The Awakening ★★★★☆

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This is a wonderfully creepy and very intelligent ghost story from first-time feature film director Nick Murphy. Backed by the BBC and French film giants StudioCanal, it’s yet another example of how exciting, vibrant and varied British filmmaking is at this moment in time. The story is reminiscent of other similar chillers, such as The Others and The Orphanage. However, The Awakening stands as a terrific film in its own right thanks to an intelligent and inventive screenplay, and a superb central performance from Rebecca Hall.

Set in 1921, Hall plays a ghost hunter who has written books on the subject of sixth-sense trickery and fake séances. She exposes frauds to prove that the idea of spirits walking the earth is nothing short of fantasy. When a school teacher (Dominic West) comes to ask for her help, she is at first doubtful that his tale of a school haunted by the ghost of a dead pupil is worth her time. But after some thought she accepts the challenge and visits the grand-house-turned-boarding-school to prove to the teachers, the matron (Imelda Staunton) and herself that the ghostly figure seen flitting about in the night is nothing but a naughty school boy.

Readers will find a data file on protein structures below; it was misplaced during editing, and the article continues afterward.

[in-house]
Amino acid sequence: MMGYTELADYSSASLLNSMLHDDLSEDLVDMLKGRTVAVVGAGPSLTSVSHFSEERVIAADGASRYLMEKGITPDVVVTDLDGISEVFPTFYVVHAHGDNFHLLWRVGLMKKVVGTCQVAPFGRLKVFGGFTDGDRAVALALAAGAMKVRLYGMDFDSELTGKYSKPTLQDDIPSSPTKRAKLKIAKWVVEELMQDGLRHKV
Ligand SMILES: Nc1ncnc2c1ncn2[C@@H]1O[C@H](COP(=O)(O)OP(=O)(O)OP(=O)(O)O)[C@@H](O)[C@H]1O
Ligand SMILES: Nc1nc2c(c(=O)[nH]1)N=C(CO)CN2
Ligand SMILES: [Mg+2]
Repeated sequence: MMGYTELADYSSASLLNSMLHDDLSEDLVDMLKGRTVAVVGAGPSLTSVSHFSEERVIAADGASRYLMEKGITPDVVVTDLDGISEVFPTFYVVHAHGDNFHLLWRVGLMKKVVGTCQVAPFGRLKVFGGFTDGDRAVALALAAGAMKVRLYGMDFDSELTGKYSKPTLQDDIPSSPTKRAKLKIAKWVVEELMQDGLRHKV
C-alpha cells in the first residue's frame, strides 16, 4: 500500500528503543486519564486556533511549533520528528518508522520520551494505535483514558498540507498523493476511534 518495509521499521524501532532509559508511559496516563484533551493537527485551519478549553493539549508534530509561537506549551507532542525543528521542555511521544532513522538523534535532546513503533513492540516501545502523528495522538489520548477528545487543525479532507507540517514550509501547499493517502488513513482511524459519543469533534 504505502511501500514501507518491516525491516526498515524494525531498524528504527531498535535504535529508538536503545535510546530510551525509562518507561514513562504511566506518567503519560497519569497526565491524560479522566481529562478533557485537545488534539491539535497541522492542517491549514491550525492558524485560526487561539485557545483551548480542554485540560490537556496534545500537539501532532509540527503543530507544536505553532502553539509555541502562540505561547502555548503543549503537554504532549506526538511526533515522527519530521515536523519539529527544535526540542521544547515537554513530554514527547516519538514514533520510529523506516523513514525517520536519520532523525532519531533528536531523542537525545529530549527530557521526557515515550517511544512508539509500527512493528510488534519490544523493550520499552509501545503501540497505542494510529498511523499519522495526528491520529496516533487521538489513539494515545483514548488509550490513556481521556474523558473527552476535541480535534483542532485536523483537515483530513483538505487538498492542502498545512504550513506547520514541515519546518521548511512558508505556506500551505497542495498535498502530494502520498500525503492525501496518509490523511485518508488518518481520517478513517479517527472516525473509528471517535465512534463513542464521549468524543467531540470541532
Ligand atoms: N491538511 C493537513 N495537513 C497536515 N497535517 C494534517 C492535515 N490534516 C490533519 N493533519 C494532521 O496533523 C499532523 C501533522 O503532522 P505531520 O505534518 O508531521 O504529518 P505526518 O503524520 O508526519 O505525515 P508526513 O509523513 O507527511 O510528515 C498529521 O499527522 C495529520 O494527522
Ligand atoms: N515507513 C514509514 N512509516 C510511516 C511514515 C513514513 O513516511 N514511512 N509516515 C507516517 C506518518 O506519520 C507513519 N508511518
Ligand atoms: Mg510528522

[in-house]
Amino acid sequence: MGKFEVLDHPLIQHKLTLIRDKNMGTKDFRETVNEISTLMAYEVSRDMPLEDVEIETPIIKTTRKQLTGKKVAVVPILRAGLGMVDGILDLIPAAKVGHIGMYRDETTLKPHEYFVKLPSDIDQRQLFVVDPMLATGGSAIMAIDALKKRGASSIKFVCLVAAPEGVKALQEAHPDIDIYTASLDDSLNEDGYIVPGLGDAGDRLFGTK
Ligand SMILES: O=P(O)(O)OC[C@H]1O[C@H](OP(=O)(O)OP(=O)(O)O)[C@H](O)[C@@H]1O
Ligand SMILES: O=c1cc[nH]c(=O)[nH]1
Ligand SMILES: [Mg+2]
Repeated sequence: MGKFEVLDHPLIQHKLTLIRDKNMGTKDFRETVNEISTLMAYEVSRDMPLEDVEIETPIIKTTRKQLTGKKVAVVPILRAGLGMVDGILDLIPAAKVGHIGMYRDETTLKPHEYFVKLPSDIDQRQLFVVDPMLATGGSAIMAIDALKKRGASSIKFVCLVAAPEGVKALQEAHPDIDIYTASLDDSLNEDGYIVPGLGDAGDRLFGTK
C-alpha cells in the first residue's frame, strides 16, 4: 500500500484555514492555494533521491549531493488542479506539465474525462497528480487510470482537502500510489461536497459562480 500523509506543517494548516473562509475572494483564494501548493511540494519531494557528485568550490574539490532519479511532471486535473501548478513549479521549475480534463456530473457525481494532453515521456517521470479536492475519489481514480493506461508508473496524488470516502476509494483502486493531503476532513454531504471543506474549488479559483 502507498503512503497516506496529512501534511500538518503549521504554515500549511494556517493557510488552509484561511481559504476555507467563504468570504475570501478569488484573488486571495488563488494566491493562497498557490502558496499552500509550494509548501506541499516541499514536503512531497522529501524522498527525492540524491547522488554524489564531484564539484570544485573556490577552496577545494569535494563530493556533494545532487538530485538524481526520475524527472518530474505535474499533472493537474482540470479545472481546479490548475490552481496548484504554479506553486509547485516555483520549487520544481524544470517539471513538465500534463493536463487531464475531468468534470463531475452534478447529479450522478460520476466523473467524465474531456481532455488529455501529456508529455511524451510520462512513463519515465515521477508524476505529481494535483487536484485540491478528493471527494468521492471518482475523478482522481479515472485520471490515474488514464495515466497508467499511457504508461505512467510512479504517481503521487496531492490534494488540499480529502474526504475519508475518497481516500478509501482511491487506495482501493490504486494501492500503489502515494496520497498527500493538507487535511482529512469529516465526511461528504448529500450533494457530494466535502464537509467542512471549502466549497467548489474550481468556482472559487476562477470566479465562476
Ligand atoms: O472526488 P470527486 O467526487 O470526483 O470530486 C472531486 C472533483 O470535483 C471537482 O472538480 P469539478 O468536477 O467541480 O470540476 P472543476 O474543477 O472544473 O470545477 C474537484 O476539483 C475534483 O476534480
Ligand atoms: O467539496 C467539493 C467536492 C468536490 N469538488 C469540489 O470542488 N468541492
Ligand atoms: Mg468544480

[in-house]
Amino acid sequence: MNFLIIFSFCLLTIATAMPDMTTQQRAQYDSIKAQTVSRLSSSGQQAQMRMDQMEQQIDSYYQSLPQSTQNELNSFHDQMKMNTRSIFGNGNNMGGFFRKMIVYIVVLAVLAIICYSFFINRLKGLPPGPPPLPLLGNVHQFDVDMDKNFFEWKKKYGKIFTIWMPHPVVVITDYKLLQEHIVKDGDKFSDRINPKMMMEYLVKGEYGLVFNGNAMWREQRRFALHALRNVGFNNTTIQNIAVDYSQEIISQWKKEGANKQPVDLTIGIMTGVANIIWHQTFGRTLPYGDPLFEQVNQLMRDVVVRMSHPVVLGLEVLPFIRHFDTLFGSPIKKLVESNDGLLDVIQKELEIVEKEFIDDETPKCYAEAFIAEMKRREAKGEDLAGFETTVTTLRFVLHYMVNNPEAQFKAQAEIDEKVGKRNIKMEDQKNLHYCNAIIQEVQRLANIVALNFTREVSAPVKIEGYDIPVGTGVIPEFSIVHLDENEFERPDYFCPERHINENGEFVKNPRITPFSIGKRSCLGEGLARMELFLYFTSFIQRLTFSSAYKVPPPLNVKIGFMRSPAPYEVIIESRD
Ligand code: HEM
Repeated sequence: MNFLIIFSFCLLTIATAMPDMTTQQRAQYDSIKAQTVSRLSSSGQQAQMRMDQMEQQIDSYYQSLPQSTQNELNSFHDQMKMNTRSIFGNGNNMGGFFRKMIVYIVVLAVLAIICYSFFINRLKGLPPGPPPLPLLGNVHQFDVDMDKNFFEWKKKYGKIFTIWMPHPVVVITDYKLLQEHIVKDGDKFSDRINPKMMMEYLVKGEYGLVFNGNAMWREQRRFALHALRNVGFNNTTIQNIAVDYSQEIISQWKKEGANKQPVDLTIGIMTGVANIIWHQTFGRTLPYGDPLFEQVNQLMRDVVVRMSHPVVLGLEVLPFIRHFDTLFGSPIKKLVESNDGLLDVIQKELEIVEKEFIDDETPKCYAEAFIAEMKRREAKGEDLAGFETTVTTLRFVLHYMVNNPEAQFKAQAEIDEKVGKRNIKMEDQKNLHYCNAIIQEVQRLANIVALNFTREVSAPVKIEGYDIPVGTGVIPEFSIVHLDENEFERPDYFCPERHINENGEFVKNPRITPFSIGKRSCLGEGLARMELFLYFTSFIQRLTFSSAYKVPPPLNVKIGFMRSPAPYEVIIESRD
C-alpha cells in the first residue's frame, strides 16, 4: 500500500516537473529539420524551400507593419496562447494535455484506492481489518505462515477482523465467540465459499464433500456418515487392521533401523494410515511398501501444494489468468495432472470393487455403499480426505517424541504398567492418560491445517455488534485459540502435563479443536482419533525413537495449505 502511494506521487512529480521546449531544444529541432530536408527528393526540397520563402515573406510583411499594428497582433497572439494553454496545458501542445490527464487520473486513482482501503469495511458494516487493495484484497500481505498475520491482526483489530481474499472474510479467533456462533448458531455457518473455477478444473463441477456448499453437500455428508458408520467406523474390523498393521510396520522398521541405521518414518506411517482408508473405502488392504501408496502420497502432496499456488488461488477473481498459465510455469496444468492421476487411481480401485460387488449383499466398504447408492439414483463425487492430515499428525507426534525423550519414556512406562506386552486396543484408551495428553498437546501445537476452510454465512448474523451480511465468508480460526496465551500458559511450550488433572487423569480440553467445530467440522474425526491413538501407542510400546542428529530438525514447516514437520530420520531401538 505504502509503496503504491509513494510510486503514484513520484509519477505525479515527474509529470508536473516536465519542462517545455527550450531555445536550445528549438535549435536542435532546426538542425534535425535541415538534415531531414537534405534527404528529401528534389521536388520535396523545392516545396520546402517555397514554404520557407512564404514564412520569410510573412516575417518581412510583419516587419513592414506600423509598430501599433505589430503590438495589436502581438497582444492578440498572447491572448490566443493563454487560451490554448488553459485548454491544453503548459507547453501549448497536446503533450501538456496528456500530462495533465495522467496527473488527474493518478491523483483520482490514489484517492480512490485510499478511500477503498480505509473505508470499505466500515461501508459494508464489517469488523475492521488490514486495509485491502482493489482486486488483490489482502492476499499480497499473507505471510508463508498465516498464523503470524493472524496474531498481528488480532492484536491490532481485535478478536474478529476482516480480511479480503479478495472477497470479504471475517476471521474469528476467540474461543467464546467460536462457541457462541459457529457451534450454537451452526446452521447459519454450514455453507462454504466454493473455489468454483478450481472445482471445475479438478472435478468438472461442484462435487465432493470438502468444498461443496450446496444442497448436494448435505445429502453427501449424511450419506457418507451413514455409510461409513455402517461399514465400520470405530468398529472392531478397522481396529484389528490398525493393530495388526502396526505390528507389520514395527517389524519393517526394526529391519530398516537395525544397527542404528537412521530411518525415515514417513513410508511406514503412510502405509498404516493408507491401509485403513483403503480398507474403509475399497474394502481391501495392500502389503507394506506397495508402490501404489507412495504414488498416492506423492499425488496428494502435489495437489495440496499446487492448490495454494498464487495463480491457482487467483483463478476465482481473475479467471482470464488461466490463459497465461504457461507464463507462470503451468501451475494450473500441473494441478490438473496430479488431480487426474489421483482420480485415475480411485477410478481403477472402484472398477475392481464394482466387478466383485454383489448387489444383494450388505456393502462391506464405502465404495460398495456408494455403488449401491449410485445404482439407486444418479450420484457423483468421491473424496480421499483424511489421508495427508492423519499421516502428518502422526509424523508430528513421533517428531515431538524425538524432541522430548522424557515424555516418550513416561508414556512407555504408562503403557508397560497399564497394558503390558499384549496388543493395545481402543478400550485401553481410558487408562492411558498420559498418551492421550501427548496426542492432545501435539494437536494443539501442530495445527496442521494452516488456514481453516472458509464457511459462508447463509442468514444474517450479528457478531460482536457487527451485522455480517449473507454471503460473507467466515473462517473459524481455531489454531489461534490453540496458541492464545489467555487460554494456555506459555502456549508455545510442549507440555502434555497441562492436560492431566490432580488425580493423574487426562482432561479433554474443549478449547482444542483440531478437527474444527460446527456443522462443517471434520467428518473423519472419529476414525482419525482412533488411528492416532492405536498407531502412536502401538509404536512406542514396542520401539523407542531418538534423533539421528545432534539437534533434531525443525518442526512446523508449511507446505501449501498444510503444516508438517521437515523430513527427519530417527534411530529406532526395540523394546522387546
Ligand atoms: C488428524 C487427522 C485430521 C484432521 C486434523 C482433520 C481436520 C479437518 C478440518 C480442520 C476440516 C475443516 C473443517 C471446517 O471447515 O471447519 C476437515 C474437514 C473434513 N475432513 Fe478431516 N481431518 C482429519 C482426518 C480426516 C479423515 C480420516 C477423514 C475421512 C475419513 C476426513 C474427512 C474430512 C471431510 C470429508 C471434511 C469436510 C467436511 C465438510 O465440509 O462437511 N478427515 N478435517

It goes without saying that there is far more going on in this school than just childish tricks and games, and as the film moves swiftly on into the realms of gothic horror, we are treated to many jump moments that would unsettle even the more experienced terror-seekers. Thankfully, characterisation and human emotion aren’t sacrificed for cheap scares, and the final twist in the tale is beautifully played out and more than a little heartbreaking.

Nick Murphy, who is well-known in the world of television for his documentaries and mini-series Occupation, perfectly evokes an uneasy, quietly menacing tension. Recognition must also be given to Spanish cinematographer Eduard Grau for his eerie and mesmerizingly bleak vision of post-WWI Britain.

Some will pick holes in the plot, particularly the slightly hurried final revelation, but for me The Awakening is one of the year’s most interesting movies. It is both an artistic feast of talent, and a heart-poundingly tense genre piece. I can’t wait to see it again.

The Awakening (2011), directed by Nick Murphy, is distributed by StudioCanal, certificate 15.

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Second year BA Film & English Student. Watches too many films and enjoys good novels.

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